A collective awakening to the realization of racism is the first step in the right direction. We all must continue to educate ourselves and the people around us to confront our biases (unconscious or otherwise) and to fight the daily microaggressions POC face, specifically the Black community. So we asked 6 influential people in the community what resources they recommend for those looking to become more educated about Black experiences in America, as education is key and we have much to learn and unlearn.
Melody, Beauty and Lifestyle Influencer
If you are looking to better understanding the Black Lives Matter movement, specifically the rallying cry against police brutality, I recommend carving out 100 minutes to watch Ava Duvernay’s award-winning documentary 13th (currently available for free on Netflix). It’s a crash course on the history of policing and prisons in this country after the passing of the Constitution’s 13th Amendment. The film connects the dots between the abolishment of slavery and the mass incarceration of Black Americans as we know it today. While the amendment ended involuntary servitude, there was one notable exception: penal labor. This “loophole” was exploited by states and used to force freed slaves back into servitude. An extensive list of scholars, commentators, and history makers are featured as the film details how incarceration rates have soared, documenting the parallels with increased criminalization and disenfranchisement of Black Americans. Spoiler alert — the film opens with the startling statistic that the U.S. makes up only 5 percent of the global population but accounts for 25 percent of the world’s prisoners, which begs the question, why? Ava Duvernay’s 13th answers that question and how it has fueled the Black Lives Matter movement’s demand for change.
Ehlie Luna, Recording Artist
It’s a strange feeling to actually have time and space to process feelings that were never really discussed. It’s always felt a bit like being a ghost in certain spaces sometimes, in that unless you’re sharing the experience, what we’re navigating is completely invisible. The first book that came to mind is Too Heavy a Yoke: Black Women & The Burden of Strength. The first movie that came to mind is When They See Us. Also, I learned about Robin DiAngelo, author of White Fragility, What Does it Mean to be White and Is Everyone Really Equal recently via YouTube.
Hana Nagel, Founder of WILD FANG HOME
While I sell vintage home decor online, my full-time job is in tech as a user experience design researcher. I help software engineers and AI research scientists develop AI models and products with the end-user in mind. As a queer Black woman in tech, I am keenly aware that the racial makeup in tech is deeply misaligned. I know how these tech solutions can skew towards white, straight users. As we move towards a world that is increasingly influenced by technology, I am impassioned to teach people how technology – and especially the data that powers these systems – is shaped by institutionalized racism. Amazon committed to stop selling facial recognition technology to the police for one year. Microsoft committed to stop selling facial recognition to police indefinitely. Tech companies know the potentially deadly impact their products can have on Black people and other marginalized communities. I hope to be a part of developing AI solutions that help all people flourish in their communities. When I was preparing this talk for the Joint Futures conference last September in Helsinki, I hesitated to speak about Tamir Rice’s murder in a design and technology-focused talk. My mentor told me, “say his name. When they give you a platform, never shut up.” Tamir Rice’s name still needs to be spoken because the cop who murdered the 12-year-old on a playground while he was playing was just rehired to the force. This is systemic racism at work. You can watch my talk by clicking this link.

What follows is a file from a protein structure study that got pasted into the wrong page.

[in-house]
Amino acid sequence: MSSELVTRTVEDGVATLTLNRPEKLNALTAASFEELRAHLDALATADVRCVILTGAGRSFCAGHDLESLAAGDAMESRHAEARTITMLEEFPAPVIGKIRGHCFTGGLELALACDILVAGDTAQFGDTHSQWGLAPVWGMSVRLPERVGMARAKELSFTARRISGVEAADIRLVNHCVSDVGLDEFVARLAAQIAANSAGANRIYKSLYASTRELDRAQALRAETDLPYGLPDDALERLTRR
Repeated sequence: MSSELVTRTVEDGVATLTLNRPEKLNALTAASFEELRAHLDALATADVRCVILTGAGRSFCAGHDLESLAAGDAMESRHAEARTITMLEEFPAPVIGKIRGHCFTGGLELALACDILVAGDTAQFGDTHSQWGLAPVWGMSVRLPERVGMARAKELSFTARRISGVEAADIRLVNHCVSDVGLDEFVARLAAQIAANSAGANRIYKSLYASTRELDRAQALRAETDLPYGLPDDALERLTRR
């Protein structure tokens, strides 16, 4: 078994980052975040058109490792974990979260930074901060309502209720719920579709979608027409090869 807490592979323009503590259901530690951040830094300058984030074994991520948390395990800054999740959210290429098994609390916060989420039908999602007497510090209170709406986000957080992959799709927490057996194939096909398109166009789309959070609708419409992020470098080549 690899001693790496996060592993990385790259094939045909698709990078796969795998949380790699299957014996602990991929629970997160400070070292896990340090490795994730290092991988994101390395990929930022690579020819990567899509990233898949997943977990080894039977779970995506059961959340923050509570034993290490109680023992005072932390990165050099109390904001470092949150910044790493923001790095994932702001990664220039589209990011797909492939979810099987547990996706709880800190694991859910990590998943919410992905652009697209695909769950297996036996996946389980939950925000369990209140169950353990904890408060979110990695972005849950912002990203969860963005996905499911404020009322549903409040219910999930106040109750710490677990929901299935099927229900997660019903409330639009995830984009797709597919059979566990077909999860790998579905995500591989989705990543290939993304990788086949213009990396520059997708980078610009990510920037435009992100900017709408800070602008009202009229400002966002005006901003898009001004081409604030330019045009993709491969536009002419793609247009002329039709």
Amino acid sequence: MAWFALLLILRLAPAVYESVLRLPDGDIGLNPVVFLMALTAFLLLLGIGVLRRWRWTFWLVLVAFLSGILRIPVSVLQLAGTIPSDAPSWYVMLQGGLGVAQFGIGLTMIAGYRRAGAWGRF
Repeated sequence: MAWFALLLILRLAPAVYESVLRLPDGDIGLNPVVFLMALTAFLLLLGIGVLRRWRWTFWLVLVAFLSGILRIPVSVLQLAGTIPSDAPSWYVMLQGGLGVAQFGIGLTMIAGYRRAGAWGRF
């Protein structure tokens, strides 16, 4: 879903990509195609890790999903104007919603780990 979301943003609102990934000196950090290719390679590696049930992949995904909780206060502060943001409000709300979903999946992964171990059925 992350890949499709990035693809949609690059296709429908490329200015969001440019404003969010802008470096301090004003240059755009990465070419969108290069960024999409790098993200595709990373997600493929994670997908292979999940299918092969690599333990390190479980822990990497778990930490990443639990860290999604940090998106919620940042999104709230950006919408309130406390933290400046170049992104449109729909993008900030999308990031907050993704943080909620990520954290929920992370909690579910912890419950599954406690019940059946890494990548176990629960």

Onyi Moss, Lifestyle Influencer
Who Killed Malcolm X on Netflix is a documentary that gives an insight as to how far back police brutality dates. Trial by The Media – 41 Shots is a good example of how police assume the worst of Black men even when they’re stood in front of their own home which is meant to be a safe place. The Innocence Files, also on Netflix, shows how Black men and POC have been wrongly incarcerated and the difficulties they face seeking to correct the mistakes of the system. Little Fires Everywhere is a show that has done a great job of depicting white privilege. Michelle Obama’s Becoming documentary shows how when a Black woman is seen to be educated, smart and willful, she’s deemed a threat and must be vilified. Hollywood is an example of how the world refuses to let Black people be seen or heard because they’ve convinced themselves society isn’t ready to accept them.
Lesley Thornton, Founder of KLUR
I naturally gravitate toward documentaries or workshops as a resource for my own self-education. Other people who want to pursue information about the Black experience and race relations in general, can start with learning about the past. Self-education on these topics is incredibly important because Black history has never been properly taught nor is it mandatory in most educational systems.
Film: 13th on Netflix.
Lectures: The work of Dr. Joy DeGruy, her lectures and workshops are free on YouTube.
Book recommendation: White Fragility: Why It’s So Hard for White People to Talk About Racism.
DeAnna Rivers, Style Blogger
I love to learn through documentaries and that style of the film is one of my favorites to watch. As the Black Lives Matter movement continues to grow my suggestion would be to watch When They See Us and 13th. These films are both on Netflix and give you a true understanding of the injustice that African Americans face on a daily basis. Please continue to do the work to educate yourselves even after the hype on social media begins to die down.